TEMPE, Ariz. - The National Transportation Safety Board discussed their findings on Tuesday from their 400-page report on the self-driving Uber crash that killed a Tempe woman last year.
"Our entire purpose for being here is to learn from tragic events like this so that they can be prevented in the future," said Robert Sumwalt, Chairman of the National Transportation Safety Board.
According to the report, the self-driving vehicle did not recognize 49-year-old Elaine Herzberg until about a second before the impact. Seconds before that, it identified her as an 'unknown object' and decided she wasn't in the car's path.
"Although the vehicle's sensors first noted the pedestrian 5.6 seconds before the impact, the system waffled in classifying her as a vehicle, a bicycle, or other," said Sumwalt. "If your work touches on automated driving systems at the federal and state level, guess what, this crash was about you."
The hour-long presentation explained the specific failures of both technology and manual over-ride in the crash. The NTSB noted that the driver of the Uber was moving for 31 minutes prior to the crash, spending 34 percent of that time on the phone, which goes against Uber policy.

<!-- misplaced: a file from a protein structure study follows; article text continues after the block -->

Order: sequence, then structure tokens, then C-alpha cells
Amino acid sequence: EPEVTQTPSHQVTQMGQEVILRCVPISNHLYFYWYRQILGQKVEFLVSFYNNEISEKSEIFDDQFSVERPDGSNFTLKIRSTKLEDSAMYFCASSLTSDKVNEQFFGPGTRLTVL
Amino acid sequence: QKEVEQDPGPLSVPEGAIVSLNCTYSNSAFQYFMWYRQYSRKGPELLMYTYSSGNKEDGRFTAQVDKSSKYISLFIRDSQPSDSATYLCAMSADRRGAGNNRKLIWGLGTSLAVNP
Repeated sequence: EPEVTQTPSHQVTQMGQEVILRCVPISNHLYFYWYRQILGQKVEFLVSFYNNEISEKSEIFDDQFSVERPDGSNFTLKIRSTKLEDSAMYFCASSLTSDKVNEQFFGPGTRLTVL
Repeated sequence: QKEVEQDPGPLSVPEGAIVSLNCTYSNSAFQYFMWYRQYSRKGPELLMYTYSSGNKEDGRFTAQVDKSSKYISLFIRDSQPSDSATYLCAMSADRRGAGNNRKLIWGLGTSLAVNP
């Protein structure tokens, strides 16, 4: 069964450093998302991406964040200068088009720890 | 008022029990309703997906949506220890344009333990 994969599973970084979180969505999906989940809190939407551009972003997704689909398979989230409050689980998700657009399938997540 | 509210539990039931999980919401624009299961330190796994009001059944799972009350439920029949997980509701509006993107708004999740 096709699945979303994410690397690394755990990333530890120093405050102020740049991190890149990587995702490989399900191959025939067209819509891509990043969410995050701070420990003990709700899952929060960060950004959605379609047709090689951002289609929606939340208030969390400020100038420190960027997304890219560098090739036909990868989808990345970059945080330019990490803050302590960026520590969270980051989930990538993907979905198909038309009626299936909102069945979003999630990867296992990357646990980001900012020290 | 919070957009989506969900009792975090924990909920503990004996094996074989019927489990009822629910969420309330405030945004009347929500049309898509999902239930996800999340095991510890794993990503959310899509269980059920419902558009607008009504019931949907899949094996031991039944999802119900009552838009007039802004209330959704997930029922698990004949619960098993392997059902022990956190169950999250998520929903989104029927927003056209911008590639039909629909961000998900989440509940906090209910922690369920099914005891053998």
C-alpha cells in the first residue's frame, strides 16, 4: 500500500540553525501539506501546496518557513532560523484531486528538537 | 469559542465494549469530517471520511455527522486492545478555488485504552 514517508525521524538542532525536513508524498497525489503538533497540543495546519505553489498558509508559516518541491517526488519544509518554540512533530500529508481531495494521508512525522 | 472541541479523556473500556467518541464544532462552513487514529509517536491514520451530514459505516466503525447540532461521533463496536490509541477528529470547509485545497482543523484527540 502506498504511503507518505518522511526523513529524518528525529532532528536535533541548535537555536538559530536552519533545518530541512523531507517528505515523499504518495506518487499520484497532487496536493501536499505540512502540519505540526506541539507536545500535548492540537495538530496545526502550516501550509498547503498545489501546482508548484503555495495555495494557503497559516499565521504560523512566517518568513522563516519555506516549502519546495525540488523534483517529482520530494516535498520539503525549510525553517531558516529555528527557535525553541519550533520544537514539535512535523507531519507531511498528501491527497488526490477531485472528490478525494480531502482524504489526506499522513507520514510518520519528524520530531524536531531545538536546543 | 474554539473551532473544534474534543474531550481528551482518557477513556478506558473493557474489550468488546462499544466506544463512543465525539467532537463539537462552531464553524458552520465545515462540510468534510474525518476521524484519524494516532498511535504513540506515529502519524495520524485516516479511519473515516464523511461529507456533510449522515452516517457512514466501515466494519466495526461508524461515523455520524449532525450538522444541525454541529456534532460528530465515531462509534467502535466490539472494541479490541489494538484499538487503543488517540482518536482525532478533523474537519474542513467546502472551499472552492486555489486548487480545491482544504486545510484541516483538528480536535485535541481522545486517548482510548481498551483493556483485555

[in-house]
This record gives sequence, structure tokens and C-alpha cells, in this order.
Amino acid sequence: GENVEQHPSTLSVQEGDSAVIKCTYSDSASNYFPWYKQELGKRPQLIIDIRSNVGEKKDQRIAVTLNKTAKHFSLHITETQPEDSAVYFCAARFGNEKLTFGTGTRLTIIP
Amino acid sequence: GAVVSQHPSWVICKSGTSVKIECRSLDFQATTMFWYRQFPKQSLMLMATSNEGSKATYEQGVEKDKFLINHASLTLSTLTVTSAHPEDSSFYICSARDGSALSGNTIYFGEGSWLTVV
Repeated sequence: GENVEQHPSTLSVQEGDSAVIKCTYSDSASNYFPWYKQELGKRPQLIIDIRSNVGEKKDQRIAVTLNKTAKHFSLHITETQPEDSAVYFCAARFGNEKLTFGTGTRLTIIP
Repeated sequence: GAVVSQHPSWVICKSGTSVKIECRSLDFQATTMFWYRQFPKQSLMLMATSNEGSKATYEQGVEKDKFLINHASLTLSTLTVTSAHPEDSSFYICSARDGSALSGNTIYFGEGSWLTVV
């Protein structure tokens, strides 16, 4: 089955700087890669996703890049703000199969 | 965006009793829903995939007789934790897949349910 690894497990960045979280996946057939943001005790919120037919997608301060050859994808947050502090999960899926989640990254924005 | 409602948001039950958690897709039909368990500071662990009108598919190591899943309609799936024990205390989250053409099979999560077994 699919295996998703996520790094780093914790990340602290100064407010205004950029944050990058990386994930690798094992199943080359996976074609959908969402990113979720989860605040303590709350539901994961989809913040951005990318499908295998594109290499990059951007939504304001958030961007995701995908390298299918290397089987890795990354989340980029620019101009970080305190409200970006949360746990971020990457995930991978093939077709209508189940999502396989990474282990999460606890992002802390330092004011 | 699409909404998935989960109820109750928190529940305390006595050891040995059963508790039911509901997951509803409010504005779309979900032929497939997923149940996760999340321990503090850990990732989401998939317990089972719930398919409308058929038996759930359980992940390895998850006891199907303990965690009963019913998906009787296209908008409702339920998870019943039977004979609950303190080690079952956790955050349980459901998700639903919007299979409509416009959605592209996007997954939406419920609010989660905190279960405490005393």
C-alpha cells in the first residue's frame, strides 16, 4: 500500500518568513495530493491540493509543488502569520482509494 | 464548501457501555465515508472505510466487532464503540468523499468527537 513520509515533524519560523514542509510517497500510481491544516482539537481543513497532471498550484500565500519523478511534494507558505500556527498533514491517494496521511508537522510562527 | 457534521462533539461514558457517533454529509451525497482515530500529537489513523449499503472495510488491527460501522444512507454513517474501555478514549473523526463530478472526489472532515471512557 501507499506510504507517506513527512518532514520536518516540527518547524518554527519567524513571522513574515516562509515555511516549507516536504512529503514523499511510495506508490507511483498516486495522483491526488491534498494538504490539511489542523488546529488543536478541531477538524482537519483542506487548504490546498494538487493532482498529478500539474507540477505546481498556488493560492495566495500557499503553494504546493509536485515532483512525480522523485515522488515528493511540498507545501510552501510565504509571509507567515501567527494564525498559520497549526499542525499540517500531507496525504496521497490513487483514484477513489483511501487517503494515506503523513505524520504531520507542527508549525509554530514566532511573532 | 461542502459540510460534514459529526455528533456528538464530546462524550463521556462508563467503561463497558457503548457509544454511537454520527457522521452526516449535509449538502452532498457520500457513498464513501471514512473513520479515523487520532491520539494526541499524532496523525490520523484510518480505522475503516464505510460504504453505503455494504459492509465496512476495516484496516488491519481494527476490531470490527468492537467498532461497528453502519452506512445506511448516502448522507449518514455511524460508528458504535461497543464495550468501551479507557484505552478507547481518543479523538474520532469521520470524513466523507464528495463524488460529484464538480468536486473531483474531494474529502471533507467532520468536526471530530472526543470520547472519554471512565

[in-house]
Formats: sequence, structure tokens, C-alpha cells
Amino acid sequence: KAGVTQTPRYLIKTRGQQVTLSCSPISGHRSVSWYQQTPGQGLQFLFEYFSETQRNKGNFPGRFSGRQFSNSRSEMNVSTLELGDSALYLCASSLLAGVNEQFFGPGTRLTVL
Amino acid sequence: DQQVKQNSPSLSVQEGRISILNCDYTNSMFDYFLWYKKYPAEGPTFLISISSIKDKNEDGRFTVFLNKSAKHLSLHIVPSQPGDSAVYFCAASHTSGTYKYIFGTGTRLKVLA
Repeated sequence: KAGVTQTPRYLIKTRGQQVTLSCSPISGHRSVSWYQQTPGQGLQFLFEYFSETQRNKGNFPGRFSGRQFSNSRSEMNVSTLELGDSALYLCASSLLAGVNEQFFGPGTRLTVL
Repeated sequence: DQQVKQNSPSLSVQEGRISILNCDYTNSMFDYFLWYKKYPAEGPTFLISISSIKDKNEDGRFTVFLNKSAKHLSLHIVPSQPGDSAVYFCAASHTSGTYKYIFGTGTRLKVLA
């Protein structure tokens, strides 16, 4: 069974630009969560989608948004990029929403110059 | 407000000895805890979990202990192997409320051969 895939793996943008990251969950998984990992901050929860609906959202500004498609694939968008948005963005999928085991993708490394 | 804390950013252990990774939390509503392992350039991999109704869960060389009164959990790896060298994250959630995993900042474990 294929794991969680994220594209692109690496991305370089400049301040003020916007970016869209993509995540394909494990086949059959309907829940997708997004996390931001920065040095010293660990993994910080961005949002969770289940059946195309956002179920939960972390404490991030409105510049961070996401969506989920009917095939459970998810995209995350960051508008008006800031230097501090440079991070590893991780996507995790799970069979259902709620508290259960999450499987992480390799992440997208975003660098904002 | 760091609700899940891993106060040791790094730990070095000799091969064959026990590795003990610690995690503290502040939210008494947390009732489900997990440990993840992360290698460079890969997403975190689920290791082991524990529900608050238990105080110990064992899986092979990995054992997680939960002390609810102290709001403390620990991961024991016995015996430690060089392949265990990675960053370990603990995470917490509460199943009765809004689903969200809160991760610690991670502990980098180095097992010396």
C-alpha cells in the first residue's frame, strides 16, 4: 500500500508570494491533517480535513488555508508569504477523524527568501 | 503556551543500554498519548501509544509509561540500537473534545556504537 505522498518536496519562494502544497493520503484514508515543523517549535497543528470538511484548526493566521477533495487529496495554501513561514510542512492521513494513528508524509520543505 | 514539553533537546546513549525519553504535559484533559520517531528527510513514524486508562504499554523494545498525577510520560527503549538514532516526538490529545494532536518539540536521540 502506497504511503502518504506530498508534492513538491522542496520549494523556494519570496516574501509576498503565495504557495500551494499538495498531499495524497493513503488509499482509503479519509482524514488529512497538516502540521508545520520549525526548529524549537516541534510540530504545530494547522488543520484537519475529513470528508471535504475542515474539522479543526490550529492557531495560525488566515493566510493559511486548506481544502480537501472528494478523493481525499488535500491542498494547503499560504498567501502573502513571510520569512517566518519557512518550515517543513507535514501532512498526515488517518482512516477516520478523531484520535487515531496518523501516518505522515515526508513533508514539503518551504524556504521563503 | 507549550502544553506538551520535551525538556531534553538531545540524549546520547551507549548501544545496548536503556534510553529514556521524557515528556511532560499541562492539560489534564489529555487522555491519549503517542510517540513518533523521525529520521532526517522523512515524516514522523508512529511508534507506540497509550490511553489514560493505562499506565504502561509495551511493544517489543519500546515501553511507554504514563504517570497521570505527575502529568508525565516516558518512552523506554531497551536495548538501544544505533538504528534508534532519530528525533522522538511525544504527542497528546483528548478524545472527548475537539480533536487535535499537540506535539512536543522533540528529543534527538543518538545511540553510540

They found at least a dozen safety oversight issues and a serious lax in policy enforcement.
"The inappropriate actions of both the automatic driving system as implemented and the vehicle's human operator were symptoms of a deeper problem," said Sumwalt. "The ineffective safety culture that existed at the time of Uber ATG."
Uber eventually pulled all of its self-driving vehicles off the road. The company has since updated its software and says their new autonomous vehicles would be able to recognize Herzberg as she crossed Mill Avenue mid-block, not in a crosswalk.
Her family reached a private settlement with Uber two weeks after the accident.